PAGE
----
[Kelly Kazek] It was the twisted and spooky beech trees that inspired a theme park in the North Carolina mountains. From 1970 to 1980, the Land of Oz was a family attraction located at the top of Beech Mountain, the highest point in the state.
Be sure to view both galleries, Vintage Postcards and Autumn at Oz, below.
Grover and Harry Robbins, developers who owned the Carolina Caribbean Corporation, built the theme park hoping to draw tourists to the area. Grover had the idea when he looked at a grouping of local trees and thought of the haunted forest in “The Wizard of Oz,” according to a tour bus driver on our recent trip to Oz.
The park, abandoned and vandalized for many years, has been refurbished and opens for one weekend each spring and one in fall for families and lovers of nostalgia. Sweetums bought us tickets for this fall’s event, which was last weekend, as an early first anniversary gift. More blog posts will follow on the other places we visited while in North Carolina.
Y’all, we had the best time. The park’s website calls it an “anti-theme park” because it didn’t have rollercoasters or other thrill rides. Oz was and is an interactive experience, where characters from the books and movie appear along the road made of 44,000 custom-made yellow bricks.
STORY CONTINUES BELOW
To begin the experience, guests gather at the bottom of the mountain and board buses to ride to the top. When the park was fully functional, guests could also ride to the top on the park’s only amusement ride, the balloon lift with miniature steel hot-air balloons that ran on a ski-lift line. Today only a metal cage of a balloon survives. At the top, we were welcomed by the pre-twister Oz characters: Professor Marvel, Miss Gulch, Dorothy and Uncle Henry. Dorothy was singing “Somewhere Over the Rainbow” and acting out her search for Toto. Guests then entered a replica of Dorothy’s farmhouse, one of the park’s original attractions. We see the living room and Dorothy’s room, then Auntie Em greets visitors in her kitchen before they pass through a dark area with black-light scenes that recreates the twister experience. On the other side, we enter the post-twister farmhouse, with the floor and walls off-kilter and its contents scattered.
Upon exiting the house, we were in the Land of Oz and followed the yellow brick road to the Emerald City. View the photo gallery at the bottom of this page to see the attractions along the road.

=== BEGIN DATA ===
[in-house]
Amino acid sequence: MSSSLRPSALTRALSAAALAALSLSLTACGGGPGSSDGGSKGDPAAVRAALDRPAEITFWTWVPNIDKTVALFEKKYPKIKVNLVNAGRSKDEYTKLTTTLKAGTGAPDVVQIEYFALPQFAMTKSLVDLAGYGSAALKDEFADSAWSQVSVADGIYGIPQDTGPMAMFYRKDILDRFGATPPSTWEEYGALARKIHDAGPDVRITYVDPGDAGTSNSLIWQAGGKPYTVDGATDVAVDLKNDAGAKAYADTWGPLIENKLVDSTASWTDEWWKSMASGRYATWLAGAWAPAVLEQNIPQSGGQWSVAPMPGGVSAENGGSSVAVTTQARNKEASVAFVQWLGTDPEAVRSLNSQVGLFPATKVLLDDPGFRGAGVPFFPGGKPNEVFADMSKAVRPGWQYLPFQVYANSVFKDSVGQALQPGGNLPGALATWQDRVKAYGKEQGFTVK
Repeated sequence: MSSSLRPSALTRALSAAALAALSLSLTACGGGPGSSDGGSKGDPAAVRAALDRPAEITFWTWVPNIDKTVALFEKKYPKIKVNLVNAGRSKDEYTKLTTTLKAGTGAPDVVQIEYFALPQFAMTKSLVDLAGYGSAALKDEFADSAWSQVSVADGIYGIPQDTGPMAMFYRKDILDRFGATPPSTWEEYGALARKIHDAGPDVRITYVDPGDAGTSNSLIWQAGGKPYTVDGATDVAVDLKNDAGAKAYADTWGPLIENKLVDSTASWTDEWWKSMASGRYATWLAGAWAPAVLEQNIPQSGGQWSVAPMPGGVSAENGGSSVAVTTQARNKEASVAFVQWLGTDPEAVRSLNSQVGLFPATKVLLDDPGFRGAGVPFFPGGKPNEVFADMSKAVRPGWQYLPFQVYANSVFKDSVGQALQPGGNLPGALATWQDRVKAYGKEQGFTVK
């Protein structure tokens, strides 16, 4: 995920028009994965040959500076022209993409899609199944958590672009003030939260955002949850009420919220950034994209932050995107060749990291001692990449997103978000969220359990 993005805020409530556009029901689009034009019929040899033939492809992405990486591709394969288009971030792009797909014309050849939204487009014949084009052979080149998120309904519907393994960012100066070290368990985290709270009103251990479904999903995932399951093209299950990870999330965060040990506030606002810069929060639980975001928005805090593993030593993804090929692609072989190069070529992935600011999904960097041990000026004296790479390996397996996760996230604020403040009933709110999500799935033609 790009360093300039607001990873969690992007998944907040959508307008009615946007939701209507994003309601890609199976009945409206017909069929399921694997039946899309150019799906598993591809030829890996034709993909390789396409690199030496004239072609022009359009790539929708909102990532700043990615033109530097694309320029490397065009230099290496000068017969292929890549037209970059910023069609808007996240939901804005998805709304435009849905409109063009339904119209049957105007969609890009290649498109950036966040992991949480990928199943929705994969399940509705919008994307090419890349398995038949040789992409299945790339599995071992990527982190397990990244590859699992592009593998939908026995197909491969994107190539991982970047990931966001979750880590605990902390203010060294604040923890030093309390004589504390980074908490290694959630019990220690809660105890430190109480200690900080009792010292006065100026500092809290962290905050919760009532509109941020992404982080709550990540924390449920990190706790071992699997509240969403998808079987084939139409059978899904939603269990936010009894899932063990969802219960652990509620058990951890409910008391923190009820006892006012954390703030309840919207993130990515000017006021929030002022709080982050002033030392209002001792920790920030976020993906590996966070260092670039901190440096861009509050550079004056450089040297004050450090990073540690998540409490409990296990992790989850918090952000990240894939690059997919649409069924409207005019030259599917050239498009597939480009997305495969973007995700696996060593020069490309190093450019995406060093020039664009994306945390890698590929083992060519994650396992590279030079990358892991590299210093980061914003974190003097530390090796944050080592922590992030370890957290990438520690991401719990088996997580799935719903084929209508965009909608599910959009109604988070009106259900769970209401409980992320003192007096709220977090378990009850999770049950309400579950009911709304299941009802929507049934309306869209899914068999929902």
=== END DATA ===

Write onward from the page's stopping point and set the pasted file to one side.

Here is some history of the park from landofoz.com: “The (Robbins) brothers brought on Charlotte-based designer Jack Pentes to survey the land and pitch ideas. After one visit to the top of Beech in 1965, Pentes later recalled that when he noticed the beech trees, ‘The hairs began to stand up on the back of my neck, they were the apple trees in the [Wizard of] Oz movie!” Grover immediately gave Pentes the green light and the rest is history.”
Vintage Land of Oz postcards:
The site continues: “Ray Bolger (the Scarecrow from MGM’s famous film) held a psychedelic shovel that broke ground in 1968 for what would be the first Wizard of Oz – based theme park ever constructed. Designed from a child’s perspective and not to disturb the natural beauty of the mountain, Pentes would use Beech’s natural openings to fill with the character homes of the Scarecrow, TinMan, Lion, the castle of the Wicked Witch of the West as well as the Emerald City finale amphitheater stage and gift shops. Impressively, because of Pentes’s designs, only one large tree had to be destroyed during construction. The pinnacle of Beech Mountain was perfectly preserved.”
The park, which took two years and $5 million to build, once had an amphitheater for children’s shows and a museum that contained original film costumes, including one of Judy Garland’s Dorothy costumes. But the park didn’t last long for many reasons. Grover Robbins died months before its opening and the Carolina Caribbean Corporation went bankrupt from other failed developments.
Also, the Land of Oz site says, “On December 28th 1975, a fire was set to the Emerald City, destroying the amphitheater and its contents as well as damaging the surrounding shops and restaurant. Simultaneously, the museum was broken into and many of the original film costumes bought from the David Weiss MGM Liquidation Auction of 1970 were stolen, including Judy Garland’s original gingham dress, Munchkin jackets, and Frank Morgan’s Guard of the Gate jacket. The damage was astronomical.”
In the 1990s, Emerald Mountain Realty bought the land and built a residential development around the park. Property manager Cindy Keller led efforts to reopen the park for two weekends each year, drawing thousands of tourists to Beech Mountain. Proceeds from the events go to park maintenance.
Photos from Autumn at Oz 2017 by Wil Elrick (please ask permission for use):